Balenciaga’s Couture Reboot: Revolution or Reiteration? | Fashion Show Review

Balenciaga’s Couture Reboot: Revolution or Reiteration? | Fashion Show Review

10 Avenue George V is a mythical address for Parisian couture: the first floor housed the haute couture salons of Cristóbal Balenciaga, one of the most exacting and rigorous designers who ever lived. Disdainful and heartbroken by the dwindling of women to dress as styles and lifestyles shifted, Cristóbal closed his couture business in 1968. Today, the house that bears his name is owned by luxury conglomerate Kering and attracts a clientele that appreciates its broad-shouldered tailoring and monstrous sneakers, but has little concept of the history of the house. And yet that history is a fundamental asset to the brand and a main source of inspiration for designer Demna Gvasalia, who now goes simply by Demna.

“Couture is the backbone of this maison and the reason why we have decided to reopen the salons after fifty-three years,” he said after the most anticipated show of the season, hosted at 10 Avenue George V in a bid for continuity, no matter the intervening decades. Taking over where Cristóbal left off, the outing was branded Balenciaga’s “50th couture collection.” The salons were restored to look exactly as they were on the day Cristóbal closed them, from the sun-bleached curtains to the cracked plasters to the stained carpet. Similarly faithful to Cristóbal’s original spirit was the monastic, vaguely religious rigour of the show, held in deafening silence, punctuated only by the sound of heels slipping on the carpet.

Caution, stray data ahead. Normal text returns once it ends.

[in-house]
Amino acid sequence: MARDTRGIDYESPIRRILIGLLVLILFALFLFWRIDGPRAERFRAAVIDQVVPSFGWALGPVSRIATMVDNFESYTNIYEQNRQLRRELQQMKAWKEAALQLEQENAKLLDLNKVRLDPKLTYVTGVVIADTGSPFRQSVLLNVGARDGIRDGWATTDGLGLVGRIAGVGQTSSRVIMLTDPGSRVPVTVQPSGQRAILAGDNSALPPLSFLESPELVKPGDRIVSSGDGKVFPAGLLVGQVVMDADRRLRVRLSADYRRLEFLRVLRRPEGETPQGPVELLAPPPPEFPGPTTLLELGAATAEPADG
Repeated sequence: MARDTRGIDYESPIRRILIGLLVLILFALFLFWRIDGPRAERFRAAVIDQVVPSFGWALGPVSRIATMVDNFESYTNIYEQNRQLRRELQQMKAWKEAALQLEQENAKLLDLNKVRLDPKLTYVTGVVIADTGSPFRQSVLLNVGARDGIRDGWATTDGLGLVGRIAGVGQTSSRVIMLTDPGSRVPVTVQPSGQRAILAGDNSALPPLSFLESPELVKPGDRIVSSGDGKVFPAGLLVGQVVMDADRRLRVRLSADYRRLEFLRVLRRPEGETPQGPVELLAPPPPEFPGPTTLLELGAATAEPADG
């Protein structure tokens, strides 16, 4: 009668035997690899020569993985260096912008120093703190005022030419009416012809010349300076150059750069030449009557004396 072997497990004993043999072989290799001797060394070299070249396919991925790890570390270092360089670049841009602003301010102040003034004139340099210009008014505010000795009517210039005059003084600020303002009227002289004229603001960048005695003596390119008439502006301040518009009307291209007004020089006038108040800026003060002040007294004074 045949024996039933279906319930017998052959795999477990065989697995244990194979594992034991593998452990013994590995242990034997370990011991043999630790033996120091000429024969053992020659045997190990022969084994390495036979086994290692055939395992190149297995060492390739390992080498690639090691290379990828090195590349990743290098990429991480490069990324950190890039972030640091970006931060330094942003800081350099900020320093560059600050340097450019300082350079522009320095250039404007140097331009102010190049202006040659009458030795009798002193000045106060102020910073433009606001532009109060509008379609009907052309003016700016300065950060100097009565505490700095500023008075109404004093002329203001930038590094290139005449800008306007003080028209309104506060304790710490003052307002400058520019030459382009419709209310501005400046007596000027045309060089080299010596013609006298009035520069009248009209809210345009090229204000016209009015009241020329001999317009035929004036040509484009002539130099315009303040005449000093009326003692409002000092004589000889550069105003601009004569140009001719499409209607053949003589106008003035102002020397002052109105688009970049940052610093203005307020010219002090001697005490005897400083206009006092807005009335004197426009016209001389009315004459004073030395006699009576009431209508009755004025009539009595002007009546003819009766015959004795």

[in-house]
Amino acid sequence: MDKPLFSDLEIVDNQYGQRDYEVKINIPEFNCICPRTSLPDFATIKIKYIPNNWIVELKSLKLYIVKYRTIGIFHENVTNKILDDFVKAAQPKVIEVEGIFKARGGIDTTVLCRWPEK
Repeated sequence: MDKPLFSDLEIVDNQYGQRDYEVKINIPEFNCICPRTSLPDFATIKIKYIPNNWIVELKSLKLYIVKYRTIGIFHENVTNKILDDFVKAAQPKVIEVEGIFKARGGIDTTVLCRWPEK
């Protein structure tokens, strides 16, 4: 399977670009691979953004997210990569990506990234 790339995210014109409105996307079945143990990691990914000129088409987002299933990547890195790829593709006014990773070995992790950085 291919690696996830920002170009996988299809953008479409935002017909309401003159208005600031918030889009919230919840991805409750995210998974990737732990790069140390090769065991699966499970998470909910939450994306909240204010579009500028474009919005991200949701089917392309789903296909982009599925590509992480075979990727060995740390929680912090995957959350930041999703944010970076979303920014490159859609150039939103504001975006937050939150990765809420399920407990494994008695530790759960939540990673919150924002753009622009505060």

But Demna is no archivist, and the show, although filled with nods to iconic Balenciaga shapes, was not an exercise in nostalgia. The designer reimagined couture essentially as an elevated version, in both fabrics and cuts, of his ready-to-wear with the same menacing, broad-shouldered silhouettes; the same forays into utility or sport; and the same intentionally ungainly, androgynous spirit.

In this sense, the endeavour looked more like a reiteration than a reset, if with greater sophistication. It was all faultlessly executed, but it left one craving for something different, for a bold, unseen proposition. “What interests me right now is making clothes, not fashion,” was Demna’s response to those looking for the shock of the new. Ok. And yet, one might have expected more from such an author. This was a great start, but not a revolution.

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Cristóbal Balenciaga (1895-1972)

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